Weekley jury ends deliberations for the day

George Hunter
The Detroit News

Detroit — Someone is lying about what happened in the seconds leading up to the shooting death of 7-year-old Aiyana Stanley-Jones by Detroit Police Officer Joseph Weekley, according to a prosecutor and Weekley's attorney.

Jurors began deliberations Tuesday afternoon to determine which side they believe, although due to a ruling by Wayne Circuit Judge Cynthia Gray-Hathaway, which was upheld by the Michigan Court of Appeals, the panel will only weigh a misdemeanor charge of careless discharge of a weapon causing death.

The jury ended its day at 2 p.m. and is expected to continue deliberations Wednesday.

The misdemeanor charge carries maximum penalty of a $2,000 fine and up to two years in prison. The dismissed involuntary manslaughter charge carried a maximum sentence of 15 years in prison.

Weekley, who killed Aiyana when he entered her home during a May 2010 raid that was being filmed for television, claims the girl's grandmother, Mertilla Jones, slapped at his submachine gun, causing him to accidentally shoot Aiyana.

Jones has testified that Weekley walked into the house on Lillibridge, put his gun to the sleeping girl's head, and shot her execution-style. The officer's attorney, Steve Fishman, insisted Jones was not telling the truth.

"The question has to become, 'Why is she lying?' " Fishman said during his closing argument Tuesday. "I say there's good reason. Because she knows what she did. Mertilla Jones jumped up … and made contact with the gun."

Assistant Wayne County Prosecutor Robert Moran in his rebuttal argument said the claim that Jones hit Weekley's weapon is untrue.

"What Officer Weekley said is a lie," Moran said. "He lied about what he said Mertilla Jones did. No one saw that.

"The most compelling reason why we know the defendant isn't lying? What would have happened if she'd grabbed the gun? Think about what would've happened to the person who did that," Moran said. "Would he say 'please don't do that again?'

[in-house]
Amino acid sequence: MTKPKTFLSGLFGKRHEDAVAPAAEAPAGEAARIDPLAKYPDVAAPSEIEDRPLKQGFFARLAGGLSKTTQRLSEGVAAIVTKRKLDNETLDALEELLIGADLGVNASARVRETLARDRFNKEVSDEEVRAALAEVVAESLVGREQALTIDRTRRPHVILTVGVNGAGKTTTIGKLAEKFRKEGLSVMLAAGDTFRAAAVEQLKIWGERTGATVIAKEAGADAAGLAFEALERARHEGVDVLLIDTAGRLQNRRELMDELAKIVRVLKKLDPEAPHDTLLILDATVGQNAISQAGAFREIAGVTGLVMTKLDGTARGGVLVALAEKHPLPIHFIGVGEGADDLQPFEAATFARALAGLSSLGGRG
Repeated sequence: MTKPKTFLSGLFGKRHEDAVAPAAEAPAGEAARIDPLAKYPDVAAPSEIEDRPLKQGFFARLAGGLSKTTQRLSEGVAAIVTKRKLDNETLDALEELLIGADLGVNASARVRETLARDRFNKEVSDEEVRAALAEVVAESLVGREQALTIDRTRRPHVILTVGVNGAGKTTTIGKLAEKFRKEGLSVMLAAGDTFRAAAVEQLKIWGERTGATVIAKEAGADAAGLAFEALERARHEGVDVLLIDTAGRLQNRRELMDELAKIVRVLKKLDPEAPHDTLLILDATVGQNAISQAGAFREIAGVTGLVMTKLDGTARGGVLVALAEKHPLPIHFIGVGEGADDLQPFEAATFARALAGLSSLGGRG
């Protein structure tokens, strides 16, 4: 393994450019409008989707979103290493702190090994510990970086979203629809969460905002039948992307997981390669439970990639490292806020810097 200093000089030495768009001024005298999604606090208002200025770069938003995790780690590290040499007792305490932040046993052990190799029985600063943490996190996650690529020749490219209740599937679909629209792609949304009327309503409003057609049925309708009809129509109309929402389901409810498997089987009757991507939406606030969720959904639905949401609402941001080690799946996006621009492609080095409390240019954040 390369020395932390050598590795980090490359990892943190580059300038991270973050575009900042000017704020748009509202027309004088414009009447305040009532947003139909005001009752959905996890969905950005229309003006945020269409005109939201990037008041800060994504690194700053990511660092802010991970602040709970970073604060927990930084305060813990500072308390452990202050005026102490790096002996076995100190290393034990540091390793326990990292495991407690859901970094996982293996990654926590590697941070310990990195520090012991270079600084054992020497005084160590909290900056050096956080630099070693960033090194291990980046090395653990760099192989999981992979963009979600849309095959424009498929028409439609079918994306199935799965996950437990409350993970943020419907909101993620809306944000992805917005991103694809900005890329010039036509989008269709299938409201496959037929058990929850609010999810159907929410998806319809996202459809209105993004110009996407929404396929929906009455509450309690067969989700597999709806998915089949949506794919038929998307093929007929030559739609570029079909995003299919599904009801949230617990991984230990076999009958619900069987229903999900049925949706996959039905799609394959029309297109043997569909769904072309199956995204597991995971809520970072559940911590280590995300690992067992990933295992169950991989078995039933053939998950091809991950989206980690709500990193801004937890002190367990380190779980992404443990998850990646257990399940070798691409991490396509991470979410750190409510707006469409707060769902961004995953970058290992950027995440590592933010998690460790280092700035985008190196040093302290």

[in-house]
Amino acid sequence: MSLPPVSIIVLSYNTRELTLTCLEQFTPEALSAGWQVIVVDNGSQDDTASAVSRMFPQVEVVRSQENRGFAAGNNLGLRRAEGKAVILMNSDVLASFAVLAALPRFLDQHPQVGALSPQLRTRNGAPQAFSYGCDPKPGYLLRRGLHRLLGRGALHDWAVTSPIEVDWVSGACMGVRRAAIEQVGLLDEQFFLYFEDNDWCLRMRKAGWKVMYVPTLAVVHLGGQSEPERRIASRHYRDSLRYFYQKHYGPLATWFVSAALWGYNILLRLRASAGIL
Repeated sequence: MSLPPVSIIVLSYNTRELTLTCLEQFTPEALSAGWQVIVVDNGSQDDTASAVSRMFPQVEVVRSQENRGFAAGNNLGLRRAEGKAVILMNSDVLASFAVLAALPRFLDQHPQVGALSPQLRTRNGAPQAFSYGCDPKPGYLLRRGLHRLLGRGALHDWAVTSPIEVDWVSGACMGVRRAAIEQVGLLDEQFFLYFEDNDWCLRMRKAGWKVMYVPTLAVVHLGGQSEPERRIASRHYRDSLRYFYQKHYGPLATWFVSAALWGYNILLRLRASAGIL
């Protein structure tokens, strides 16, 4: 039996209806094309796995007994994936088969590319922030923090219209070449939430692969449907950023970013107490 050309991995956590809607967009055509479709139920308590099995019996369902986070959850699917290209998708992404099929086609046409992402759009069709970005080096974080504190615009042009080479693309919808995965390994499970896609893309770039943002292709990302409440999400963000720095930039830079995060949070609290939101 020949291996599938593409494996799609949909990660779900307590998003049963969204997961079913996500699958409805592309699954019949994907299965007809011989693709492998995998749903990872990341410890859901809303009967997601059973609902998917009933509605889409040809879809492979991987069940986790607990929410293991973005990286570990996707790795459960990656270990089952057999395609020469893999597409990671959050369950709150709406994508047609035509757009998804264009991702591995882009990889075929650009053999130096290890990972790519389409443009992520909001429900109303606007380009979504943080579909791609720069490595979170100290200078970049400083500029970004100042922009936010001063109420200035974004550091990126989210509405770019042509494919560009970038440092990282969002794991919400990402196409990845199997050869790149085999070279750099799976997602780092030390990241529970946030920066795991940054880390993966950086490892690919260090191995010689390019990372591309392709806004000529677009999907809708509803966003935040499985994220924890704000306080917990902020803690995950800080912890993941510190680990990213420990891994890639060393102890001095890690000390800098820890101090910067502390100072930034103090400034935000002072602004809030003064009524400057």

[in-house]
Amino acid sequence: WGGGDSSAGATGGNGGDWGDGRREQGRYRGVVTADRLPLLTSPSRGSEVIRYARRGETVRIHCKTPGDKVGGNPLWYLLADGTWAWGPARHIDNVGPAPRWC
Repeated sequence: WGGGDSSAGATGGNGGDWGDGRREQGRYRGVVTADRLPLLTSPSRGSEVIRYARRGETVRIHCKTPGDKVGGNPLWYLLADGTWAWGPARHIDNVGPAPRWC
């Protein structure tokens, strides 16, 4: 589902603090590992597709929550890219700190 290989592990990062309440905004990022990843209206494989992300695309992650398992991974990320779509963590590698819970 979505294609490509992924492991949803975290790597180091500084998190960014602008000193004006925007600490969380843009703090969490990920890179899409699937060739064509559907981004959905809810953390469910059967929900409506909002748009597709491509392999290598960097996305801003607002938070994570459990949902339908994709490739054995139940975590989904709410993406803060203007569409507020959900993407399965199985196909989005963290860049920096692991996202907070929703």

"If she would've tried to take away his gun, he would've stopped and arrested her. Seriously? He wants you to believe that's what happened? It didn't happen."

The jury then heard instructions from Hathaway who declined earlier Tuesday to grant the prosecutors' request that she change her decision to drop the involuntary manslaughter charge against Weekley.

"We don't have a legal system where the prosecution has one theory, but laypeople come in and present a different theory," she said, referring to Jones' testimony that Weekley purposely killed Aiyana.

Gray-Hathaway added: "There's no evidence that the defendant made a choice to act or not act in disregard to others."

The jury will only decide whether Weekley is guilty of the misdemeanor charge after Hathaway on Friday granted a motion by Fishman for a directed verdict on the manslaughter charge on the grounds that jury instructions say in order to find him guilty, prosecutors must prove he willfully put Aiyana's life in danger.

Prosecutors stipulate the shooting was an accident, but say Weekley was negligent because he kept his finger on the trigger of his gun, causing it to fire.

"Had he followed his training, we wouldn't be here," Moran said. "There's a lot of noise in this case. And there's a lot of finger-pointing, too. This case is not about finger-pointing. It's about finger placement."

Fishman said training alone does not prepare officers for the unexpected.

"The training can only take you so far," Fishman said. "(Police) don't know what's on the other side of the door."

Then Fishman, an avid Detroit Tigers fan, added: "Ballplayers train. If training was everything, (Tiger first baseman Miguel) Cabrera would bat 1.000."

Since Hathaway granted the directed verdict Friday, there have been several appeals. She stayed her original decision to allow prosecutors to file an emergency appeal with the Michigan Court of Appeals.

The appellate court ruled because the judge had already orally made her ruling, the matter was out of its hands, per a U.S. Supreme Court ruling last year that said directed verdicts cannot be appealed because to find the defendant guilty again could constitute double jeopardy.

Prosecutors filed a second appeal to the appellate court, which was denied. Then, on Tuesday morning, Moran filed a motion asking Hathaway to reconsider her decision on the directed verdict. The motion was denied.

After reading the jury instructions, Hathaway dismissed two alternates, both women: Jurors No. 5 and No. 10.

When the jurors last week were questioned individually about whether they had been influenced by an outbreak on the witness stand by Jones, in which she wailed and accused Weekley of lying, Juror No. 5 said she felt Aiyana's family was being questioned more aggressively than police officers who testified.

Weekley's first trial in June 2013 ended with a hung jury.


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